BASEBALL fans like to argue about the most eccentric...


August 11, 1993

BASEBALL fans like to argue about the most eccentric player of recent memory. Was it Mark "The Bird" Fidrych? Bill "Spaceman" Lee? Al "The Mad Hungarian" Hrabosky?

Funny, all three of those famous flakes were pitchers. And now comes Steven John "Turk" Wendell, a minor league hurler for the Chicago Cubs franchise, whose sundry quirks were the subject of a cover story in the August 8 issue of the New York Times Magazine.

Here, writer Pat Jordan describes Wendell's pre-pitch preparations:

"When Wendell is on the mound to start an inning, he waits for the ball from the umpire, who has already been warned by Wendell's catcher not to throw it to him. The umpire rolls the ball to Wendell as if he were playing boccie. And if the umpire throws the ball to Wendell at the start of an inning, he lets it hit him in the chest and drop to the ground before he'll pick it up. Wendell's explanation: 'I like to pick a ball up from the mound to start an inning.' If the catcher is standing, Wendell crouches. When his catcher finally crouches, Wendell stands and begins throwing.

" . . . Before he throws his first pitch, he must wave to his center fielder. The center fielder must wave back. If he doesn't, Wendell will wave to his right fielder, and if he doesn't wave back, he will wave to his left fielder . . . Wendell's explanation for this is that in high school his best friend, Jim Duquette, was the center fielder and they always waved to one another to start an inning.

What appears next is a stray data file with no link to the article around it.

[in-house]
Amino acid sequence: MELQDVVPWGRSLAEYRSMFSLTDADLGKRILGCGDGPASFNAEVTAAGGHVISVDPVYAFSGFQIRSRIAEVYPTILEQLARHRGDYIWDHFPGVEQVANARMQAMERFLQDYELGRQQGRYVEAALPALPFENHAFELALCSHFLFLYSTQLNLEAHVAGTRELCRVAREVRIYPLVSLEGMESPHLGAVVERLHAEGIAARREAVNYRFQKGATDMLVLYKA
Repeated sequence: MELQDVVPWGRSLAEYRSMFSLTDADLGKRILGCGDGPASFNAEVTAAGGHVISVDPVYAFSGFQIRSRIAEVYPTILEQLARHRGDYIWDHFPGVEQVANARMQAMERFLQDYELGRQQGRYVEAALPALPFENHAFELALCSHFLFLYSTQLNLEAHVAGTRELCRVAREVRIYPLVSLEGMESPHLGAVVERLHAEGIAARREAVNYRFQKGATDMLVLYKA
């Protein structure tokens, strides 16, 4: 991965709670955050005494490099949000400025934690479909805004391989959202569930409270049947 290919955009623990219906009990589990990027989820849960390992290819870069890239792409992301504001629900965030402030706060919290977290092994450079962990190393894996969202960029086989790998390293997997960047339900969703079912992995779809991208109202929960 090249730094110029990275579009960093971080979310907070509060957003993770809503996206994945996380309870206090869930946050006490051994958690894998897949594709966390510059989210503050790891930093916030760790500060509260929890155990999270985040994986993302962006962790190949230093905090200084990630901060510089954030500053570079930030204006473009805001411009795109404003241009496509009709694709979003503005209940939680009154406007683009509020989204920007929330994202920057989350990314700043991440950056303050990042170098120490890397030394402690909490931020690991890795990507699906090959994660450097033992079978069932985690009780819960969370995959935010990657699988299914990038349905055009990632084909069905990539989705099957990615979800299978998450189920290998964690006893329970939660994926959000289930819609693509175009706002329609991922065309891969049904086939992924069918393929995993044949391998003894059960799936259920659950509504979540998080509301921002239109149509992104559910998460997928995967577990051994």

" . . . After every inning, Wendell runs off the mound, dives into the dugout and immediately wraps his pitching arm in his favorite towel."

As Pat Jordan explains, these antics have made Wendell a favorite with the home town fans of Des Moines, Iowa. But they didn't sit well with teammates or club officials when he had a three-game cup of coffee with the big league Cubs earlier this year. Still, he has good stuff, so look for him to return to Chicago. Professional sports, which tend to be taken all too seriously these days, could always use another good flake.

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